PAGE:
A number of the teachers effectively used a cognitive apprenticeship learning design – although none of them knew this term Basically it is a staged learning model that moves from modelling and imitation, to coaching and collaboration then to fading support and independent exploration For example, the teacher models analysis of one scene from film as historical document, then has students continue in pairs with the aid of class discussion for the next few and then individuals are allocated scenes to evaluate and present to class. Collective notions of historical representation in the film are developed. Cognitive apprenticeship learning design
Several of the successful units included the use of graphic organizers, such as T charts, spider diagrams and mind maps. Communication and summary devices to show the organization and relationships of information, concepts and ideas and to capture observations while viewing the films. By arranging information spatially their students were able to select the essential ideas and these were often used as the basis for assessment tasks. Graphic organizers and learning scaffolds
Film is a useful tool for examining values Several teachers defined particular values, attitudes and beliefs, such as human rights and citizenship rights and responsibilities Examined the values as presented in the film and connected them to contemporary society Used film as a stimulus for values discussion For example: Freedom fighter or terrorist? V for Vendetta used to study the concept of terrorism in case study Began with work on Guy Fawkes and then analysis of V and then moved to contemporary examples. Values dimension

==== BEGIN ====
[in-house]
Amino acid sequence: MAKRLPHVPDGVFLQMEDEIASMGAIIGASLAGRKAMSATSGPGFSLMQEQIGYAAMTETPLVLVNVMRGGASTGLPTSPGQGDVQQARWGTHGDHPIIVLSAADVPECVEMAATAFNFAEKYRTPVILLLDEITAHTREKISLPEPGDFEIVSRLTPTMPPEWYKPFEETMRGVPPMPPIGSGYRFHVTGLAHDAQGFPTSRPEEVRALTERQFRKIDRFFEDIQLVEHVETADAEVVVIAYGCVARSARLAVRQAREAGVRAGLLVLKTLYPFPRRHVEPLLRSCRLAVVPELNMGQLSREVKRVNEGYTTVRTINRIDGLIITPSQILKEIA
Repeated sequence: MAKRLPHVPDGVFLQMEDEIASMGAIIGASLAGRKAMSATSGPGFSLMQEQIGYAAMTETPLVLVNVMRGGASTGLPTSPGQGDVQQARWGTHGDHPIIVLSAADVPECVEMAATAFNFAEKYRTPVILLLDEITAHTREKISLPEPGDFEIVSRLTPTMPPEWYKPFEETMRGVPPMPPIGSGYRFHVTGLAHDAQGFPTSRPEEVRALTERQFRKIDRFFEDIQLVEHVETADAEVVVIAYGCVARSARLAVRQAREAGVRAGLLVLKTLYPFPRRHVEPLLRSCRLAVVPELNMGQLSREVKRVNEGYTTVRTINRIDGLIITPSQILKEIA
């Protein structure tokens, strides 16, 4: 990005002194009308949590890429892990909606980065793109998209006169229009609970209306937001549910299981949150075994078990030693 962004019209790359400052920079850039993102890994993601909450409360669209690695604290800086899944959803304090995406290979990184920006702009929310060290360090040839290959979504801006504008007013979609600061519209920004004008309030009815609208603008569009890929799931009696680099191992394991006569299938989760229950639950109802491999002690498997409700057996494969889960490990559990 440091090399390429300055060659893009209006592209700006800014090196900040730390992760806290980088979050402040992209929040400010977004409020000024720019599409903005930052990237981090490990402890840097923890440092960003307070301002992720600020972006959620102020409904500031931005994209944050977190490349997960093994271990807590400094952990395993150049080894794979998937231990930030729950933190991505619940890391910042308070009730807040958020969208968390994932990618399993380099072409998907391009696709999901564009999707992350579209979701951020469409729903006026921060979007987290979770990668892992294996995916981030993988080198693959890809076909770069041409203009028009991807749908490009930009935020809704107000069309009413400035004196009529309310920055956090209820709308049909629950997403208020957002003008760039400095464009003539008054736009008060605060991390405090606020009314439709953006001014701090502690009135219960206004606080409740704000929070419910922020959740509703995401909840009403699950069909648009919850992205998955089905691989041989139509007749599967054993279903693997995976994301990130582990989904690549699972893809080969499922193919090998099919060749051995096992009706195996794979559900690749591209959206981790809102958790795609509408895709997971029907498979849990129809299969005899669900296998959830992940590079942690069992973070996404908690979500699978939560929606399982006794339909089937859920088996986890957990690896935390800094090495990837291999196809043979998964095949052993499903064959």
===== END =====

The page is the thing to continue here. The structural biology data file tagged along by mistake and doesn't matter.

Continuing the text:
“The way in which our historian considers history is conducive to the creation of something new.” (Stengers 1999, p.17). Range from writing argumentative essays and constructing websites to building models or making historical “artefacts” to role plays, speeches and dramatic simulations Encourages further exploration and synthesis, relates the films to other historical material and can lead to what the Quality Teaching Model calls Deep Knowledge and Understanding. The performative
Feature films have great potential to teach not only the narrative but about the nature of historical interpretation and representation. The rapid proliferation of technology appears to have caught the profession out – the majority of teachers had little or no expertise in multi-modal semiotics or analysis methods. Conclusions
Very few (8%) of history teachers reported studying history and film in training or post-grad contexts and many were unsure of how to integrate and interrogate non-print sources. If we are to be relevant to students and connect with their lifeworld experiences, this needs immediate attention in pre-service teacher training and professional development agendas.
Hamilton, P. & Ashton, P. (2003). At home with the past: Initial findings from the survey. Australian Cultural History (23), 5-30. Marcus, A. S. (2003). Celluloid blackboard: Teacher practices with film and students' historical understanding. Unpublished dissertation, Stanford University. Metzger, S. A. (2007) Evaluating the educational potential of Hollywood history movies. In A. S. Marcus (Ed.), Celluloid blackboard: Teaching history with film (pp. 63-98). Charlotte, North Carolina, Information Age Publishing Inc. Weinstein, P. B. (2001). Movies as a gateway to history: The history and film project. The History Teacher, 35(1), 27-48. Wineburg, S. (2001). Historical thinking and other unnatural acts: Charting the future of teaching the past. Philadelphia, USA: Temple University Press. References